NHL players around the league have castors oil pregnancies, which doctors have said can cause brain damage and lead to heart attacks.
The players were interviewed on the NHL Network’s “The Hockey Hour” on Friday morning and the discussion turned to the birth defects they see and the potential effects on the league.
In a recent interview with CBC’s “Power Play,” forward Jack Johnson said he believes he was born with a rare genetic mutation that made him susceptible to brain cancer.
Johnson said the castor was taken from him when he was 15, when he had his first baby.
Johnson said he has always been a very vocal person, but he felt he was a little nervous and nervous about his future.
He said he was diagnosed with the brain cancer in 2011.
He said he knew it was a difficult disease to get, but the doctor said he wasn’t going to let that stop him from going forward.
Johnson played in the NHL from 2009 to 2011.
His son, Tyler, is a goaltender for the Minnesota Wild and he is also an actor.
Johnson, who was a member of the Nashville Predators for the 2016-17 season, said he is trying to figure out if he will continue playing or not.
“I am trying to make sure I don’t get into a situation where I am not able to play anymore, whether it’s the NHL or a minor league team,” Johnson said.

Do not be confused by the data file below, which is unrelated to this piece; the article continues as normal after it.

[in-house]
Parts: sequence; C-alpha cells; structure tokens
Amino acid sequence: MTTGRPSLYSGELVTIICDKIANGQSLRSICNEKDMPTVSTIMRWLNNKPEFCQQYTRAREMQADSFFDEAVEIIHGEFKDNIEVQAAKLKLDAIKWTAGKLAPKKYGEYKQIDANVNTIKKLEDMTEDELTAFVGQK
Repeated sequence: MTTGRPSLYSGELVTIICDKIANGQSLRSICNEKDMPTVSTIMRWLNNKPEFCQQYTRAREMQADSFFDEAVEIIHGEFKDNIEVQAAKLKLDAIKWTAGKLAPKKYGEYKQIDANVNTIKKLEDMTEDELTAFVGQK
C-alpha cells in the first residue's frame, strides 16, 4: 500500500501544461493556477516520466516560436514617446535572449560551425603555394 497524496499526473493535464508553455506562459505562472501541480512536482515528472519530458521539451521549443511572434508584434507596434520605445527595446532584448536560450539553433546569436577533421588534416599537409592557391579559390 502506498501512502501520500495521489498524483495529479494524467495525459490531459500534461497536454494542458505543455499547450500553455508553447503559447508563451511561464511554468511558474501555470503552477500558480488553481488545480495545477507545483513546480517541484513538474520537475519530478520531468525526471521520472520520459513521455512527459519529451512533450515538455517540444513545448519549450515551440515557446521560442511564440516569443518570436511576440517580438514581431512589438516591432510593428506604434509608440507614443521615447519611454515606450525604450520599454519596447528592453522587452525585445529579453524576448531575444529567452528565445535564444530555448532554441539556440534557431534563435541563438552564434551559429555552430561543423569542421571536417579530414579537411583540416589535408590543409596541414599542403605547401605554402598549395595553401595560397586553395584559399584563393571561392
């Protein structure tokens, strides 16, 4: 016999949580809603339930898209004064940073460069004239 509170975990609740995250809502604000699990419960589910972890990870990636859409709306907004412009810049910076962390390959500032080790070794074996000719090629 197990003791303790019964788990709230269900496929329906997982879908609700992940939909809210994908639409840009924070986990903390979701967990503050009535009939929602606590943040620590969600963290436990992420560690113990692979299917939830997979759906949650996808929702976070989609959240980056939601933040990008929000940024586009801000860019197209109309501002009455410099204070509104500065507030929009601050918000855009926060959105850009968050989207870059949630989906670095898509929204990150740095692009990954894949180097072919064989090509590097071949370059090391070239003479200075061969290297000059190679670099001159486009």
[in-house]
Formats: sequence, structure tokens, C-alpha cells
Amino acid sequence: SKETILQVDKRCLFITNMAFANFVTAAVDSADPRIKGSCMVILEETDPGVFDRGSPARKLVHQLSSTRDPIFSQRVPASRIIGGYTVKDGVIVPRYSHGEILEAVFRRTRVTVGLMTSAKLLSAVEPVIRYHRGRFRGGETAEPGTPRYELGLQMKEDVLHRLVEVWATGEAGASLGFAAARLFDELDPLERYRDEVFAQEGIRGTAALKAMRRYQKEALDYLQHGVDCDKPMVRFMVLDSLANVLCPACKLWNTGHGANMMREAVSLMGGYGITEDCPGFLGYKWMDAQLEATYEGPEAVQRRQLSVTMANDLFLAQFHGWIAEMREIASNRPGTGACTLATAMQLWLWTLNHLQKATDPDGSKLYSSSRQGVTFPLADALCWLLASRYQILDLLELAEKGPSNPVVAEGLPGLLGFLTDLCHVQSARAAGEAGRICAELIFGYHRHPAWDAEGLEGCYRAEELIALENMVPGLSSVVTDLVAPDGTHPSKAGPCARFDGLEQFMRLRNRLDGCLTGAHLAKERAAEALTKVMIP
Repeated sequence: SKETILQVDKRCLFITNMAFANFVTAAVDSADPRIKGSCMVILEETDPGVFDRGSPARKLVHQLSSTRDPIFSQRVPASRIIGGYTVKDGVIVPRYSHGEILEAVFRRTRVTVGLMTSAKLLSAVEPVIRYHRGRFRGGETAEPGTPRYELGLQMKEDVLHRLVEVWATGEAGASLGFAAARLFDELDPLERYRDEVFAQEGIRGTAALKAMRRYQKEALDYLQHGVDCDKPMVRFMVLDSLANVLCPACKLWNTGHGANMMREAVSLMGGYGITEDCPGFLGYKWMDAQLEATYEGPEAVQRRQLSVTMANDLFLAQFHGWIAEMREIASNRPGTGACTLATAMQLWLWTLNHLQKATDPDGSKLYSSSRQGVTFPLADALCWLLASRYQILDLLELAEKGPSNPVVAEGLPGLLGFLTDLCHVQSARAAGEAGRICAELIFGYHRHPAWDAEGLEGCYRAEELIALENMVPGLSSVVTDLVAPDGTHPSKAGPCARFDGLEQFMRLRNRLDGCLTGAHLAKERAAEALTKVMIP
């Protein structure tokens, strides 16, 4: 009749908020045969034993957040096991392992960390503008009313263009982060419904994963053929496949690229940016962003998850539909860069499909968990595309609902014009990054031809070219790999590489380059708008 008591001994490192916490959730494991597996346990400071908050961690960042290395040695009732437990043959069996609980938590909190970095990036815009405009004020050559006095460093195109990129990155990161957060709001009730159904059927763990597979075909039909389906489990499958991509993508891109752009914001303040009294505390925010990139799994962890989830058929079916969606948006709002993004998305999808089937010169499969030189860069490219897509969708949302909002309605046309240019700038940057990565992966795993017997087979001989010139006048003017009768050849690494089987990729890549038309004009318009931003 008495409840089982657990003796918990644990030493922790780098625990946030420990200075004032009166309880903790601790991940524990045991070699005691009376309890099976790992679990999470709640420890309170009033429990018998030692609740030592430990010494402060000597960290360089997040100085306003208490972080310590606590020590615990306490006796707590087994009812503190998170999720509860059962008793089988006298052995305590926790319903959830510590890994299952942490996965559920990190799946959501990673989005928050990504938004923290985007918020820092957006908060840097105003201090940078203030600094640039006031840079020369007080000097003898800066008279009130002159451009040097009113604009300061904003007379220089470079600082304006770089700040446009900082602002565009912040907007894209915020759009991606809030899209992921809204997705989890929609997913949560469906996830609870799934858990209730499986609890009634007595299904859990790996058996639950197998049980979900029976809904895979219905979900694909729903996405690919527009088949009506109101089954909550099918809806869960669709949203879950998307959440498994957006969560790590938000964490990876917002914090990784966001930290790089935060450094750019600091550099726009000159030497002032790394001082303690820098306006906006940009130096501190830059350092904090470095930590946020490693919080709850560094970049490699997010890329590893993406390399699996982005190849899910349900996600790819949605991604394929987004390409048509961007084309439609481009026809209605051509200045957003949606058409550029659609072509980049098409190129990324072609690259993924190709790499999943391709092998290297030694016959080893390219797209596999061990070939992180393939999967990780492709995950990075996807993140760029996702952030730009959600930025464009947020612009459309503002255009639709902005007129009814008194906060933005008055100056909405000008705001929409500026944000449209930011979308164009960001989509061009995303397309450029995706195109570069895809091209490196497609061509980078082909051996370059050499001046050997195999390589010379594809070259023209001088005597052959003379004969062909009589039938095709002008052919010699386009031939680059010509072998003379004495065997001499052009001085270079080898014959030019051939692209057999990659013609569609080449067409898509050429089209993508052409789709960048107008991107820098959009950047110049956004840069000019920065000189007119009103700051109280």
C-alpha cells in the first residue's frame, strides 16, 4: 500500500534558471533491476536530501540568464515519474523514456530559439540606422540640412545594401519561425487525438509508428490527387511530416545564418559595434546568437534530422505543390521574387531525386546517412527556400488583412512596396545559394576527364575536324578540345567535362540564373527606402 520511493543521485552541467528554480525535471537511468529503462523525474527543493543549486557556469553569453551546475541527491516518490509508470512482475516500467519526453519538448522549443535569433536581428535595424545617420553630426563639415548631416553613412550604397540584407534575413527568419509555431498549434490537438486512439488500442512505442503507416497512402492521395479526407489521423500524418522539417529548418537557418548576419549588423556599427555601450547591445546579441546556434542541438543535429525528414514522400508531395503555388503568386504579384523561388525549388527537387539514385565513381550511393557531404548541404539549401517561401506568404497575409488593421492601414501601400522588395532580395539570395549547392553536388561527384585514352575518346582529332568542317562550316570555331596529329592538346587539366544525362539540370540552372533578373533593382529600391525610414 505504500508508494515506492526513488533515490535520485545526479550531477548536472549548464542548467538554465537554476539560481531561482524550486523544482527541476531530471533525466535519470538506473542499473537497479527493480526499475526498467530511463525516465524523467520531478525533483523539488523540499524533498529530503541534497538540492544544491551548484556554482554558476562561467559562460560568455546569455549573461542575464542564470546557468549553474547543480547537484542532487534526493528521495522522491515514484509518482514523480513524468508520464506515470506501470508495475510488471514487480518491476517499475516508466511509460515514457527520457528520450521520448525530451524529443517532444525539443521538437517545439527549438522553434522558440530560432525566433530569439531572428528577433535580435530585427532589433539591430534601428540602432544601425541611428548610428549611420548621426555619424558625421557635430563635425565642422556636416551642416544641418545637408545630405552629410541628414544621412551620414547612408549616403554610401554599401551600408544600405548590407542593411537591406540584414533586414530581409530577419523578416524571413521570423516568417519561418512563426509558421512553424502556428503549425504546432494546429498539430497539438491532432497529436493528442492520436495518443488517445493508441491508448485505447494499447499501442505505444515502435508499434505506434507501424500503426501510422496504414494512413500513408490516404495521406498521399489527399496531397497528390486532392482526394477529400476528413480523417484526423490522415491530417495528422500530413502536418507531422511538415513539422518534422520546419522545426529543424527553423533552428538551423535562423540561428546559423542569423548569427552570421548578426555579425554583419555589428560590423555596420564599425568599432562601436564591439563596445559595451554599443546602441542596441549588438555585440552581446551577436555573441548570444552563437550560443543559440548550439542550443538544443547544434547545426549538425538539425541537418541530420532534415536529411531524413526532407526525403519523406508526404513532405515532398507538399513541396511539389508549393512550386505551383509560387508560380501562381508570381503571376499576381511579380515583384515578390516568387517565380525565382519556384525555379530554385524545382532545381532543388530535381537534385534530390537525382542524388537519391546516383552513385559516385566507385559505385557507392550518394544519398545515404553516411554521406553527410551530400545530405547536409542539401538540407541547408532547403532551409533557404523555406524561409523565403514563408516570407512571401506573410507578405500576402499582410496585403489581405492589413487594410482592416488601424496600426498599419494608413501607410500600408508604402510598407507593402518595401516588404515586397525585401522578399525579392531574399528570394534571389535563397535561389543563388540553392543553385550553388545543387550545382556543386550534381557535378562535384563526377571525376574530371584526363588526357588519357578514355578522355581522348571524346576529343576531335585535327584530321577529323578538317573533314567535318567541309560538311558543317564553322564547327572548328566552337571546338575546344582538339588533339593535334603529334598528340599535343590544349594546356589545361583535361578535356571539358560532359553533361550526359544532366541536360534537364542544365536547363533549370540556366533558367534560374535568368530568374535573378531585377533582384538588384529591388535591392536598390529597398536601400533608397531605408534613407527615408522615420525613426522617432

“I am just trying to do what I can and make sure that I’m OK for whatever happens.”
Johnson said his son has already gotten help and he has decided to stay in touch with his doctor.
“I just want him to know that I love him and I think he deserves a lot of love and care and support,” Johnson added.
Johnson also said that he believes there are more than a few players who are still going to play for their teams, but that he would like to see them get better.
“If there is a lot more information that can be gathered, it will help them and hopefully it will give them a little more confidence and a little bit of hope,” Johnson told CBC.
“We are still a long way away from a full investigation.
But if we can get some more information, hopefully that will help us a little better.”
The NHL announced earlier this month that it will begin investigating players who have castedor oil babies.
The league said it will look into the issue on behalf of the players.
The league has also been contacted by a number of parents who say their children have been born with defects related to the castors.